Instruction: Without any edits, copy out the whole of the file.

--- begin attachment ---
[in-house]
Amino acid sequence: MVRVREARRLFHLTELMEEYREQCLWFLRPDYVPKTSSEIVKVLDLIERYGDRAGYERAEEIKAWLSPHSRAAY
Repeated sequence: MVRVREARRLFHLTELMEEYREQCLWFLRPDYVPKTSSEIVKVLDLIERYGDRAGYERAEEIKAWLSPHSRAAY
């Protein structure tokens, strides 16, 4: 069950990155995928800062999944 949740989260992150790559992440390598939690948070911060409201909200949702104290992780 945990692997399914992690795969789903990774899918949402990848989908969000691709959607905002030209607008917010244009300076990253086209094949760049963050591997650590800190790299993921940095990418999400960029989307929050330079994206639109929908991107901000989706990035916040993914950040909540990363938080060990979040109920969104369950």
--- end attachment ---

[in-house]
Amino acid sequence: MVRVREARRLFHLTELMEEYREQCLWFLRPDYVPKTSSEIVKVLDLIERYGDRAGYERAEEIKAWLSPHSRAAY
Repeated sequence: MVRVREARRLFHLTELMEEYREQCLWFLRPDYVPKTSSEIVKVLDLIERYGDRAGYERAEEIKAWLSPHSRAAY
């Protein structure tokens, strides 16, 4: 069950990155995928800062999944 949740989260992150790559992440390598939690948070911060409201909200949702104290992780 945990692997399914992690795969789903990774899918949402990848989908969000691709959607905002030209607008917010244009300076990253086209094949760049963050591997650590800190790299993921940095990418999400960029989307929050330079994206639109929908991107901000989706990035916040993914950040909540990363938080060990979040109920969104369950």